From USA Today, page one: “Strict EPA rules tag unlikely areas
350 counties would violate new smog limit”
Smaller metropolitan areas — not gritty urban centers — are the most likely to be labeled as smoggy under a strict definition that the Environmental Protection Agency announced last month, an analysis by USA TODAY found.
The new limit also would ensnare many communities that contain large expanses of pristine wilderness. Places that would fall under the new ozone limit include Boise; Bar Harbor, Maine; and Biloxi, Miss.
And, according to the USA Today analysis:
Counties in metro areas of more than 1 million people, which now account for two-thirds of U.S. counties with unhealthy air, would account for 40% of new violators. The number of high-smog counties with fewer than 250,000 people would jump from five to 47. The number of smog-ridden counties with federal wilderness areas would nearly triple from 16 to 46. The total number of wilderness areas in such counties would rise to 185 from 106.
Many counties that face the prospect of cleaning up their air receive pollutants from elsewhere on prevailing winds. To address that problem, adjacent counties that contribute to smog will be declared in violation, too, the EPA says.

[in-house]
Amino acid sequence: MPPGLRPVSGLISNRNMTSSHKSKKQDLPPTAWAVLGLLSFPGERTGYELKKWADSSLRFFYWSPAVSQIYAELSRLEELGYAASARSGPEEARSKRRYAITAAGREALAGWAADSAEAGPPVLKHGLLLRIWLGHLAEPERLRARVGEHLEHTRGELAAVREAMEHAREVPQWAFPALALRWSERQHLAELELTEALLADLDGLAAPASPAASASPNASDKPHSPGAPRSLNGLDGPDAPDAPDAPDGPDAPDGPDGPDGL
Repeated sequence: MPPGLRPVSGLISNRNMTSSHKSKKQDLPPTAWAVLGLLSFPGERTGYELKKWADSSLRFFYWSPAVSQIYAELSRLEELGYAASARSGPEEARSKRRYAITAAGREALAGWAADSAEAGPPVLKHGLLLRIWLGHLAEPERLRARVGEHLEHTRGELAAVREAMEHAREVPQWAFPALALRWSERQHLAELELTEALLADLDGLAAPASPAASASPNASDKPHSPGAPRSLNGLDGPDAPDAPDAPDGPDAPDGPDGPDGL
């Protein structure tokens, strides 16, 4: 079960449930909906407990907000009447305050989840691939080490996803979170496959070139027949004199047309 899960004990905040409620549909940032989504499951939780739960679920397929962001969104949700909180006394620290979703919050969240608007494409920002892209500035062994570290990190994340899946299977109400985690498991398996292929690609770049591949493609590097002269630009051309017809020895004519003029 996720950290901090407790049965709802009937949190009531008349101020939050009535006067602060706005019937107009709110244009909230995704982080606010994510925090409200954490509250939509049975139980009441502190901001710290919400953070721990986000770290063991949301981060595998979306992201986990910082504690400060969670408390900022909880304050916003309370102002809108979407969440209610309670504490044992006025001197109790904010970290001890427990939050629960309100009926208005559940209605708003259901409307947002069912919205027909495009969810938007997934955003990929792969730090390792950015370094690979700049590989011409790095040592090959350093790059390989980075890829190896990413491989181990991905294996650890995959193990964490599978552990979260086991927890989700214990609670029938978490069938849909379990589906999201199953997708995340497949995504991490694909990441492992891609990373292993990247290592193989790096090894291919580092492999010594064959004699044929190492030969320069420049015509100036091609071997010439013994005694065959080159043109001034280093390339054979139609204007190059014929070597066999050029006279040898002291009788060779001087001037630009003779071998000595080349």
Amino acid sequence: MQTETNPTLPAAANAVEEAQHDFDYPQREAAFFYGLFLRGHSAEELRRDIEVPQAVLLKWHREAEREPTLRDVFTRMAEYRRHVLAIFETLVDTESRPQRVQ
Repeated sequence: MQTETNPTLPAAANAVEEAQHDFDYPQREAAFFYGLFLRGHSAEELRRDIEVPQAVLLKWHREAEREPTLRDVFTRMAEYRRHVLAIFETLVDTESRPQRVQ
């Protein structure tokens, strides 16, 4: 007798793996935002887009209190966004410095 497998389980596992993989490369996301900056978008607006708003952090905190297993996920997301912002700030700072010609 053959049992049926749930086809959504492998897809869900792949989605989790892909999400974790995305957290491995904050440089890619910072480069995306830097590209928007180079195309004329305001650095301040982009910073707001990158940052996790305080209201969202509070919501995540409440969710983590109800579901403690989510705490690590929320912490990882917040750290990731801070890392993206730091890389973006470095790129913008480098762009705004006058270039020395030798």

Which is exactly what the NAM and other critics of the then-proposed ozone rules argued, that the new restrictions would hit many, many areas hard — imposing huge costs on producers and consumers for purely theoretical health gains.
And good for USA Today and all, but this might have been a productive area to explore BEFORE the EPA promulgated its rules.
(The NAM’s ozone resources page is here.)
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